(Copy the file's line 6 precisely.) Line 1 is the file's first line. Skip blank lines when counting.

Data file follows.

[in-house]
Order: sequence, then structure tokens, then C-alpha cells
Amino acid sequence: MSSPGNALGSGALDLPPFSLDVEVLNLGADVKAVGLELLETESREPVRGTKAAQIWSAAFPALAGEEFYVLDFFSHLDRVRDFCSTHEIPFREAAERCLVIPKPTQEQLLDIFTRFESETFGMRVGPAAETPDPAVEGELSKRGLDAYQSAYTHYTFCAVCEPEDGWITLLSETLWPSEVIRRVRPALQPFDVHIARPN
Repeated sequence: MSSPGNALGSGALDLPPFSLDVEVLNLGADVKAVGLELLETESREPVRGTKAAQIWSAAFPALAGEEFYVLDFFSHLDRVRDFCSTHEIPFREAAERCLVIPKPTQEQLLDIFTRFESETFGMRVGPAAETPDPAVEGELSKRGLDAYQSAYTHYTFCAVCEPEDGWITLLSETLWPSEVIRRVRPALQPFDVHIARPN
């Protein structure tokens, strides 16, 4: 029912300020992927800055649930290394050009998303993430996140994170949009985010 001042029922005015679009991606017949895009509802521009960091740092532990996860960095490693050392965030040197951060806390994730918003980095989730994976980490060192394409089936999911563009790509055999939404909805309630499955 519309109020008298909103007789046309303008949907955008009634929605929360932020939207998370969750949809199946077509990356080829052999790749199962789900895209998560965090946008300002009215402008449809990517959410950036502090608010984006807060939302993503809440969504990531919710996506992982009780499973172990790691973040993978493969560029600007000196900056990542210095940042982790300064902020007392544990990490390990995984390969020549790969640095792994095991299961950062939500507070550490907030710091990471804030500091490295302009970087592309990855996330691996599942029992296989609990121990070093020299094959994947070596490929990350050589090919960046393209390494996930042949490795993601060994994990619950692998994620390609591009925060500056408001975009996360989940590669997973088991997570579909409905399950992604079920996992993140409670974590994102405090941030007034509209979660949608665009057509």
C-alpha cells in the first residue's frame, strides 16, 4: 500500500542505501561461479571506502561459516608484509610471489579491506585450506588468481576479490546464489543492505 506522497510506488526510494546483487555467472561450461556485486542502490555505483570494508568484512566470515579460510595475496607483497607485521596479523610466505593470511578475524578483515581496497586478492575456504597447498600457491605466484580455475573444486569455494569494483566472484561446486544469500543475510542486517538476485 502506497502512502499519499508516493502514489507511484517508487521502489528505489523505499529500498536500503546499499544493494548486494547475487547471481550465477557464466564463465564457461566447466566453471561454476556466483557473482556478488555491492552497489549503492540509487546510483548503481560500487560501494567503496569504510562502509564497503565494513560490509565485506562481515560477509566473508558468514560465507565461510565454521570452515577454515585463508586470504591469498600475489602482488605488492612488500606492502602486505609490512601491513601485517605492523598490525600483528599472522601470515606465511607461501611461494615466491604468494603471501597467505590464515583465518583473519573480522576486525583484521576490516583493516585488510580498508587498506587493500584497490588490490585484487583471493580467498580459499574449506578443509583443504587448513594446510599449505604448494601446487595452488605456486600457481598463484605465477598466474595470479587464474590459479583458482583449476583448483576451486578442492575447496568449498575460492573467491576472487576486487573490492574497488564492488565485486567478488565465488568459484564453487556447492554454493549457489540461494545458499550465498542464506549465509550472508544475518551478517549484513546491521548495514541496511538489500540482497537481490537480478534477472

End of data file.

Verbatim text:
C-alpha cells in the first residue's frame, strides 16, 4: 500500500542505501561461479571506502561459516608484509610471489579491506585450506588468481576479490546464489543492505 506522497510506488526510494546483487555467472561450461556485486542502490555505483570494508568484512566470515579460510595475496607483497607485521596479523610466505593470511578475524578483515581496497586478492575456504597447498600457491605466484580455475573444486569455494569494483566472484561446486544469500543475510542486517538476485 502506497502512502499519499508516493502514489507511484517508487521502489528505489523505499529500498536500503546499499544493494548486494547475487547471481550465477557464466564463465564457461566447466566453471561454476556466483557473482556478488555491492552497489549503492540509487546510483548503481560500487560501494567503496569504510562502509564497503565494513560490509565485506562481515560477509566473508558468514560465507565461510565454521570452515577454515585463508586470504591469498600475489602482488605488492612488500606492502602486505609490512601491513601485517605492523598490525600483528599472522601470515606465511607461501611461494615466491604468494603471501597467505590464515583465518583473519573480522576486525583484521576490516583493516585488510580498508587498506587493500584497490588490490585484487583471493580467498580459499574449506578443509583443504587448513594446510599449505604448494601446487595452488605456486600457481598463484605465477598466474595470479587464474590459479583458482583449476583448483576451486578442492575447496568449498575460492573467491576472487576486487573490492574497488564492488565485486567478488565465488568459484564453487556447492554454493549457489540461494545458499550465498542464506549465509550472508544475518551478517549484513546491521548495514541496511538489500540482497537481490537480478534477472